Today on Museum Quick Bites we’re taking a closer look at a Biblical bargain. Jephthah’s Daughter (1874) by Chauncey Bradley Ives is a stunning sculpture depicting a young woman’s grief upon learning she will be sacrificed (spoiler alert!)…by her father. With head downcast, a tambourine grasped loosely in one hand, she contemplates her tragic fate.
Today on Museum Quick Bites we’re winding back the clock to the 6th century and taking a closer look at Byzantine bling.
We’re getting our glam on today at Museum Quick Bites with a stunning Bukharan headdress crafted in the mid to late 1800s. Made of gilt silver and decorated with rubies, mardjon and colored glass, this ceremonial headdress has an exotic vibe.
Today on Museum Quick Bites we're heading back into the great outdoors. Please enjoy this Reboot of Comfort Outside originally posted on April 3, 2020.
Today on Museum Quick Bites we’re taking a stroll with Alberto Giacometti’s, Three Men Walking II (1948-1949), on display at the Art Institute of Chicago. Gaunt and gangly, Giacometti crafted a series of these bronze figures to symbolize the physical and emotional trauma he and others were experiencing after World War II.
Today on Museum Quick Bites we’re digging into Salvador Dalí’s, Inventions of Monsters (1937). This eerie, desolate dreamscape portrays a world gone mad. Which seems especially relevant given our current events. Dalí’s surrealist paintings are heavy on symbolism and filled with bizarre juxtapositions, and Inventions of Monsters does not disappoint.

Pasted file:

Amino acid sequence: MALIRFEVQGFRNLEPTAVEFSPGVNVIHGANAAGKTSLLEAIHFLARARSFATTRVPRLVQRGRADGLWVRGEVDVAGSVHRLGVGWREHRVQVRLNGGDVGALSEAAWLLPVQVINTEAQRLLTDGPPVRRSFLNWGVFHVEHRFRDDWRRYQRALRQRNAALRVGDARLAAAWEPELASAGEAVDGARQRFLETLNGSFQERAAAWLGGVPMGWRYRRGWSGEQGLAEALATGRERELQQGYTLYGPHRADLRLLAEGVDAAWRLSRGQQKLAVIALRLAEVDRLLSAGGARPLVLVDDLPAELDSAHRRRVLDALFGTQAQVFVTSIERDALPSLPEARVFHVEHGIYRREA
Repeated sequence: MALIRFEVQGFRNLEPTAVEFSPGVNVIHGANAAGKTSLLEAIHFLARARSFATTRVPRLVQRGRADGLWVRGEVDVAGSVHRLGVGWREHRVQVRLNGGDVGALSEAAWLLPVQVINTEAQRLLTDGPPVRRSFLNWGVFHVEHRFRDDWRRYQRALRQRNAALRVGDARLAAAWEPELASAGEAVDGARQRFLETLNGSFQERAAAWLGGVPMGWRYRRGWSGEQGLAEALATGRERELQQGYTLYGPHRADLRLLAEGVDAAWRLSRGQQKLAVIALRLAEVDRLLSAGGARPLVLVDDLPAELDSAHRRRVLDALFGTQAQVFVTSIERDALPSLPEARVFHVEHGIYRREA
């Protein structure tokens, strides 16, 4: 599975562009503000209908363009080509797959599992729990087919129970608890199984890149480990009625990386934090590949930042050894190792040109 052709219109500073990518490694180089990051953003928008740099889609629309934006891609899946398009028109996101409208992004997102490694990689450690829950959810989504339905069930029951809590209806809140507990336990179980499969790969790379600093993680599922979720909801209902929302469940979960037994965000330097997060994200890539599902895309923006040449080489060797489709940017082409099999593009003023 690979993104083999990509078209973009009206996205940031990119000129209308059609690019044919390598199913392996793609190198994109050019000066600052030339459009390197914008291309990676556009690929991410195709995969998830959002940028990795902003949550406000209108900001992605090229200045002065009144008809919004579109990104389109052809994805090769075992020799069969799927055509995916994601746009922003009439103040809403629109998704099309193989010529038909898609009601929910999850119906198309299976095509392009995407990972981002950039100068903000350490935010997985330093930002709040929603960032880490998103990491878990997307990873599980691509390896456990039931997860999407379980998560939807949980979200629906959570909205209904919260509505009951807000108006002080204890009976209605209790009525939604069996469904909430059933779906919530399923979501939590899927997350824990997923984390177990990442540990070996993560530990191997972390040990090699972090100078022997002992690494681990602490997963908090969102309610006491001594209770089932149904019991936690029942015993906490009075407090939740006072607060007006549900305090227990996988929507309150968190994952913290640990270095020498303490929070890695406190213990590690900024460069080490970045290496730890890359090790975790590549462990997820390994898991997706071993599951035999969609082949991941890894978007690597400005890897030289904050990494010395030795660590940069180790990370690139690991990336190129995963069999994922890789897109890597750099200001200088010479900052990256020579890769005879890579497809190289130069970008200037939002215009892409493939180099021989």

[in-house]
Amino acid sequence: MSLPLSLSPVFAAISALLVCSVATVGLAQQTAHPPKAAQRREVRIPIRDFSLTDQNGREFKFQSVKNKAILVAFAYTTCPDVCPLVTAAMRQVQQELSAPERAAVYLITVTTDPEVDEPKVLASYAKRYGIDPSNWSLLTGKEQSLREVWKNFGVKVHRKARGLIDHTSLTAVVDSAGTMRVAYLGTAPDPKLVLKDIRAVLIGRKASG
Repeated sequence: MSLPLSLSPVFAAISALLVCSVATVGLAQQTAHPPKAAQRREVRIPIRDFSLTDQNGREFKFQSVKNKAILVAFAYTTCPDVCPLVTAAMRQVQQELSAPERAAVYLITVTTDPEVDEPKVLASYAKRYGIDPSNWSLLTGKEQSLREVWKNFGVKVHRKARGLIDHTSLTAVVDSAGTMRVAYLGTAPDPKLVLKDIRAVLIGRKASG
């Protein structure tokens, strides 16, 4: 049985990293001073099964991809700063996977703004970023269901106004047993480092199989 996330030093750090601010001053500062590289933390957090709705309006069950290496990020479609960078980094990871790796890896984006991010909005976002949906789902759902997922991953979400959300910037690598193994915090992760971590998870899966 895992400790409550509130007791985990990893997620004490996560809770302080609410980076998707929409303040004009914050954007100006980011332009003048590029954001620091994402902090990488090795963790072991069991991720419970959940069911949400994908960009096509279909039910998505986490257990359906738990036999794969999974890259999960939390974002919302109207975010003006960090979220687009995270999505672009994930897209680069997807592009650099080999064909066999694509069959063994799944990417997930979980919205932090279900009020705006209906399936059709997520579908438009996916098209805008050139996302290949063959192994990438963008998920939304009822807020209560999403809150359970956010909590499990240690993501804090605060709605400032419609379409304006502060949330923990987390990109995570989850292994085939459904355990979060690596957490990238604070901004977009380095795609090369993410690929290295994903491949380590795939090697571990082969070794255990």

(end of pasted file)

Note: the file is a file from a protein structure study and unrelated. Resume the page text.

Today on Museum Quick Bites we’re diving headfirst into a whimsical wave of color. Series I-No. 3 (1918) by Georgia O'Keeffe features a lush, multi-colored swirl that brings to mind candy canes and lollipops. Its Willy Wonka vibe conjures up a world of pure imagination.
Today on Museum Quick Bites we’re sinking our teeth into some comfort food with a dash of Dutch flavor. Pieter Claesz’s Still Life with a Pie, Sweetmeats, and Wine Glasses (c1625) beckons us to grab a plate and indulge. Lemons, olives, nuts, a crusty loaf of bread, and a meat pie—its citrusy filling tumbling out—are so exquisitely realistic, it looks as if you could reach in and gobble them up.
Dear Readers –Today on Museum Quick Bites, we’re continuing to seek out comfort, this time through dance. Bacchante with Infant Faun (1894) by Frederick W. MacMonnies (1863-1937) features a young woman kicking up her heels in a lively dance. She is a bacchante, a follower of Bacchus, the Roman god of wine, symbolized by the grapes clutched in her right hand. A baby faun, a mythical creature that is half human and half goat, is cradled in her left arm. The infant stares hungrily at the grapes, unfazed by the bacchante’s exuberance. Together, the two are a blend of joy and yearning.
Dear Readers – I hope you are well and adjusting to our new version of normal. This week’s Museum Quick Bite is all about getting outside. In this new phase of social distancing and sheltering in place, now more than ever we need a dose of outside time whether that means going for a walk, sipping cocktails on the patio, or feasting our eyes on some gorgeous outdoor art, like Norwegian painter, Thomas Fearnley’s (1802-1842) Pergola with Oranges (c1834)…